“We can launch our own satellite imaging systems,” Lamm said. “We can sell data from our satellites and leverage our deep learning platform on that data.”

Each one of these divisions have a lot of different market sectors but the goal is to add up all these divisions and leverage them to create something even larger, Lamm said.

Hypergiant has two more companies to announce later this summer, Lamm said. And it will continue to look for new opportunities, he said.

“It’s a big vision, it’s an exciting vision” Lamm said. “This is not a $100 million venture; this is a $100 billion venture. “

And he plans on building a 1,000-year-old company, he said.

artificial intelligence

Hypergiant has projects that are further out there and other ideas that have shorter return event horizons, said John McKinley, a strategic adviser and investor in Hypergiant.

“It’s trying to get people to stretch their own collective visions of what’s possible,” McKinley said.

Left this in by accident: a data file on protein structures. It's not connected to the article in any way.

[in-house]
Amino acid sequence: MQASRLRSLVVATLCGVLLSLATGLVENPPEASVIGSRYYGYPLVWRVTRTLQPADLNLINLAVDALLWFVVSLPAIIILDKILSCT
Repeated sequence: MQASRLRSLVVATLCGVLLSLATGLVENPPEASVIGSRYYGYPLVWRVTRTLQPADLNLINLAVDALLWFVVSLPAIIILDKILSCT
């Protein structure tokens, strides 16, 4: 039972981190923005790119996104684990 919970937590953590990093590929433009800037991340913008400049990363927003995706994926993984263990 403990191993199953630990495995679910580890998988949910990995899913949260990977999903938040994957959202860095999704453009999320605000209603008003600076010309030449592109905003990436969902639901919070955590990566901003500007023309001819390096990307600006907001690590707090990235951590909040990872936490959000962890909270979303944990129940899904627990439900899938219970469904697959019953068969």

“I think there is an incredible demand for people who can deliver innovation in the AI sector reliably. That’s why you’ve seen them grow so quickly over their first year,” McKinley said. “Clients appreciate the fact they are able to deliver on their innovation commitments.”

“Hypergiant is already doing a great job in helping clients reinvent their customer-facing experiences dramatically change their cost structures and deliver a next generation set of products and services to their customers,” McKinley said.

For example, Hypergiant created an AI-powered bartender for TGIF restaurants.

“The AI powered bartender has the ability to understand a specific guest’s likes, dislikes, mood and create a one of a kind drink for that guest for just that meal and just that night,” said Sherif Mityas, Chief Experience Officer of TGIF.

TGIF is piloting the technology in several restaurant and it is starting to roll it out across the chain, Mityas said.

The interactive experience involves a person answering questions on an iPad at the bar around their preferences and whether they like pomegranate, cinnamon and what kind of allergies they have and what they want to eat that night. The AI then creates a recipe for a one of a kind drink.

“Our bartenders love it,” Mityas said. “They get to make cool new drinks.”

TGIF is looking at other AI tools to help it create that one to one connection with guests, he said.

“AI will never replace our people at Fridays, but it is making them much better and enhancing the experience they provide to our guests,” Mityas said. “We’re working with a number of things with Hypergiant. They think differently and help our teams focus on what’s next.”